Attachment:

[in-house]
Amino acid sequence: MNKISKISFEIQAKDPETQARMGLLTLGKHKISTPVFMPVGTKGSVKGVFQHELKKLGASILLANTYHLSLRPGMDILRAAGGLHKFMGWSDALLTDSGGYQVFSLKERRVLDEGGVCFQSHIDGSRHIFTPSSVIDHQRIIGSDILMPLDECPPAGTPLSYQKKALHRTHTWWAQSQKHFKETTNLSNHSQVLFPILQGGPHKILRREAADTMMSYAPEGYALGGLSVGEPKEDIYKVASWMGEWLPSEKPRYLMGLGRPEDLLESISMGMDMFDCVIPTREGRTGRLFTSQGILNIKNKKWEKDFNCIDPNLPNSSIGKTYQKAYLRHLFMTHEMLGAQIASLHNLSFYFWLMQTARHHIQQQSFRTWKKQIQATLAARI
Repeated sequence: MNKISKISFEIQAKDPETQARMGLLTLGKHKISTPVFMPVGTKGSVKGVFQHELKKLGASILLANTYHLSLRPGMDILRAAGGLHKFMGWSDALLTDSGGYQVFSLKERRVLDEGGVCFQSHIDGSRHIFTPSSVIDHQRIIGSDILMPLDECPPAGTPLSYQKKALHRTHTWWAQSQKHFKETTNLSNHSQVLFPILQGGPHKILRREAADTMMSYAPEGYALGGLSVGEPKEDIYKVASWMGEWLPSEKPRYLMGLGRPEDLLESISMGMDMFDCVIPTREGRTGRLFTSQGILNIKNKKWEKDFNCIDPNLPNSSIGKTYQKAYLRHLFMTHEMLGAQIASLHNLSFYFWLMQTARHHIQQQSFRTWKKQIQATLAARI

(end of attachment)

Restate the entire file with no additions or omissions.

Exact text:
[in-house]
Amino acid sequence: MNKISKISFEIQAKDPETQARMGLLTLGKHKISTPVFMPVGTKGSVKGVFQHELKKLGASILLANTYHLSLRPGMDILRAAGGLHKFMGWSDALLTDSGGYQVFSLKERRVLDEGGVCFQSHIDGSRHIFTPSSVIDHQRIIGSDILMPLDECPPAGTPLSYQKKALHRTHTWWAQSQKHFKETTNLSNHSQVLFPILQGGPHKILRREAADTMMSYAPEGYALGGLSVGEPKEDIYKVASWMGEWLPSEKPRYLMGLGRPEDLLESISMGMDMFDCVIPTREGRTGRLFTSQGILNIKNKKWEKDFNCIDPNLPNSSIGKTYQKAYLRHLFMTHEMLGAQIASLHNLSFYFWLMQTARHHIQQQSFRTWKKQIQATLAARI
Repeated sequence: MNKISKISFEIQAKDPETQARMGLLTLGKHKISTPVFMPVGTKGSVKGVFQHELKKLGASILLANTYHLSLRPGMDILRAAGGLHKFMGWSDALLTDSGGYQVFSLKERRVLDEGGVCFQSHIDGSRHIFTPSSVIDHQRIIGSDILMPLDECPPAGTPLSYQKKALHRTHTWWAQSQKHFKETTNLSNHSQVLFPILQGGPHKILRREAADTMMSYAPEGYALGGLSVGEPKEDIYKVASWMGEWLPSEKPRYLMGLGRPEDLLESISMGMDMFDCVIPTREGRTGRLFTSQGILNIKNKKWEKDFNCIDPNLPNSSIGKTYQKAYLRHLFMTHEMLGAQIASLHNLSFYFWLMQTARHHIQQQSFRTWKKQIQATLAARI